For therapy to work, you have to be open to change. You have to accept that your way of thinking may be wrong and that your beliefs may be what is making you sick. You have to change your ways to make healthier choices if you are going to get better. I am proud to say that I changed.

In addition to therapy, I also needed (and still need) to take medication every day (and for the rest of my life). I will always have a chemical imbalance in my brain, and I am grateful for the medicines that exist to correct it. At first, I struggled with this dependency. I didn’t want to be dependent on medications. I didn’t want to depend on anything. But my blind psychologist taught me about dependency.

“Listen,” she told me. “There is nothing wrong with dependency. I cannot even pick out my own clothes or drive myself to work.” She had an assistant who did that. “I have this dog to lead my around.” She had a Seeing Eye Dog.

“I must depend on this dog and my driver to get me to work. Without them, I wouldn’t be able to do much. I depend on them and that is not a bad thing.” I started to see how by accepting her dependencies, my doctor was able to not only work, but be a very effective therapist. And her acceptance of her dependencies helped me accept mine.

I never again want to feel the way I felt in the throes of my depression, so I take my medication religiously and attend to my emotional health diligently. I do the work to take care of myself. But I don’t otherwise think about my mental illness, or, until recently, talk about it.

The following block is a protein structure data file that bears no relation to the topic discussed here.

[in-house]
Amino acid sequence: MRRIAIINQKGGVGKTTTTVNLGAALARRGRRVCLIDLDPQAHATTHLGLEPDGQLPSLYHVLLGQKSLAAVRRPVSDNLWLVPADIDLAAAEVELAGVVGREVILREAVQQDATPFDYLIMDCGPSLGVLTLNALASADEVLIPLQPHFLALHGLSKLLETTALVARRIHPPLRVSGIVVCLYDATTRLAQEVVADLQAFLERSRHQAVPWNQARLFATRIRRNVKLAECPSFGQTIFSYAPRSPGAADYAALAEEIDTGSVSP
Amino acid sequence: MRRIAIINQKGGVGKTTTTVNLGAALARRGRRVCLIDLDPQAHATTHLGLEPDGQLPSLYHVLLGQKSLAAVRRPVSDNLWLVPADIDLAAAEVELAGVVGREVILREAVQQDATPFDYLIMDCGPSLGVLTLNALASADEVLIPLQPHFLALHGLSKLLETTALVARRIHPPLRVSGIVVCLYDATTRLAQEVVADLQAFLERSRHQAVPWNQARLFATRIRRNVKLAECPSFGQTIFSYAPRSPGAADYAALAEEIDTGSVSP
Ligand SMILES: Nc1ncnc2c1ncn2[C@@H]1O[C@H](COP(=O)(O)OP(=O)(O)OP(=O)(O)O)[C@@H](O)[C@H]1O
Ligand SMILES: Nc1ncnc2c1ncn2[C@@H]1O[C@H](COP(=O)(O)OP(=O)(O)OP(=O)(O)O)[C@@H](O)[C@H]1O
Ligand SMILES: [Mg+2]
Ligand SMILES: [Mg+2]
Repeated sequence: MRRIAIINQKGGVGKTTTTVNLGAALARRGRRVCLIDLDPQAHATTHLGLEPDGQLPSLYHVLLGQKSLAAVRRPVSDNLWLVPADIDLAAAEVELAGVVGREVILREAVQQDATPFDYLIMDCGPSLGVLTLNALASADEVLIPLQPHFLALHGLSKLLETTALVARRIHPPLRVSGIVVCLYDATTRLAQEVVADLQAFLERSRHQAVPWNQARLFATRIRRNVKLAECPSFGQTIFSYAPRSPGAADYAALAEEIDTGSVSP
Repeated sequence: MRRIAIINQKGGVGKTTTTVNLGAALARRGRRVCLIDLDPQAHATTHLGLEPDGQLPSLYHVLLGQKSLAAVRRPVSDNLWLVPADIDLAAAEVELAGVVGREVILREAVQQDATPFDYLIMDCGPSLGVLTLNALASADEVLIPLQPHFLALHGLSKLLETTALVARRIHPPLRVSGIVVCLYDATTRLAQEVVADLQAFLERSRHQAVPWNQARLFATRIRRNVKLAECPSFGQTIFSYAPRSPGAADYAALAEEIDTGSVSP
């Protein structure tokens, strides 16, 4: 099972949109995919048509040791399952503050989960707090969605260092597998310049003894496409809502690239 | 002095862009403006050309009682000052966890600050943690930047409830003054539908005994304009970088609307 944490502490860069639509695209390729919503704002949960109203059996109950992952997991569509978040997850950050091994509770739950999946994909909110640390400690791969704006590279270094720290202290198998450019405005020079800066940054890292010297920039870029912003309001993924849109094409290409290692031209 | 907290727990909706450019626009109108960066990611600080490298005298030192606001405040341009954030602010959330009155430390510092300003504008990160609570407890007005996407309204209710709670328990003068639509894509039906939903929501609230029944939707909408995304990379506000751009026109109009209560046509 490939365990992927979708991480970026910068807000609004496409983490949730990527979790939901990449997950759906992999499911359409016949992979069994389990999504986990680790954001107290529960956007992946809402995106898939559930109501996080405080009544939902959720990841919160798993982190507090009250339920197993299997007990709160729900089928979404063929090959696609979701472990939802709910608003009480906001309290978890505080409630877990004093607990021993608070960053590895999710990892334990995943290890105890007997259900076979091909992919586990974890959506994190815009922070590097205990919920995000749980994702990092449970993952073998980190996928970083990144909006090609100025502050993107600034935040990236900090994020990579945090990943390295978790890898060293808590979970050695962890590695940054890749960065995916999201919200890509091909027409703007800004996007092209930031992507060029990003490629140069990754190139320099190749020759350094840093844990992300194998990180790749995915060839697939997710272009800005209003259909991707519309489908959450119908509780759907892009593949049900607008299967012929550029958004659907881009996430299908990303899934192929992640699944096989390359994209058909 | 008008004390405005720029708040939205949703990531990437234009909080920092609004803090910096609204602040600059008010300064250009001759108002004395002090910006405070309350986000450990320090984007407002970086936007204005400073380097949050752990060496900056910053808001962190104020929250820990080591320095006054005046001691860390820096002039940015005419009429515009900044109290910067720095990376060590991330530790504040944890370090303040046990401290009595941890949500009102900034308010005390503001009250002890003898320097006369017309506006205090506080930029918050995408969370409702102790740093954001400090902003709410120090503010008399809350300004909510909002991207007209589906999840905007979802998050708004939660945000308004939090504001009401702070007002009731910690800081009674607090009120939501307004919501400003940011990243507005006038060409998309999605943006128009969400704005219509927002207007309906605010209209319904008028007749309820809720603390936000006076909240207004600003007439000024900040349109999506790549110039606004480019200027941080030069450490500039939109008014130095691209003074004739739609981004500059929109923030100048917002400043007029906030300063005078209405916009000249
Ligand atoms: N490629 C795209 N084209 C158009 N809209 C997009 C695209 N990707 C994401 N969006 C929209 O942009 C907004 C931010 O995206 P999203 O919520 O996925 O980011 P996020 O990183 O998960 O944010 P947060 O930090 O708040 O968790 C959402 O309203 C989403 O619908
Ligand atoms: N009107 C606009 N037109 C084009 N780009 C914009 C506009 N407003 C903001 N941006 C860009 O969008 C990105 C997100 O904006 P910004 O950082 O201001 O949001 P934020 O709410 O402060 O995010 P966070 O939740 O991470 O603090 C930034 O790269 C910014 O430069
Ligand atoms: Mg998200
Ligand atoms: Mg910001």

Even though I have been living with my mental health condition for 20 years, I only recently learned about NAMI and their resources when doing some online research. I signed on to be trained for their presentation programs and have become a speaker in the NAMI Ending the Silence and NAMI In Our Own Voice educational programs.

The more I talk about my mental health conditions, the less I fear other people’s judgement and the more I realize the power my example may offer to others. I feel I am making a meaningful impact. The more visible examples of people living well with mental health conditions, the less the associated stigma will be and the more people will be willing to get help early.

I don’t know if I am unique, but I don’t feel limited in any way by my mental health condition. I lead a full life. So, I have moved on to the next phase of my recovery: advocacy. I’d like to be an example of how a diagnosis of mental illness does not have to be devastating. It can be a turning point to a better, self-examined life.

After recovering from a major mental breakdown at the age of 21, Melisma Cox earned two master’s degrees and served as a Fulbright Scholar.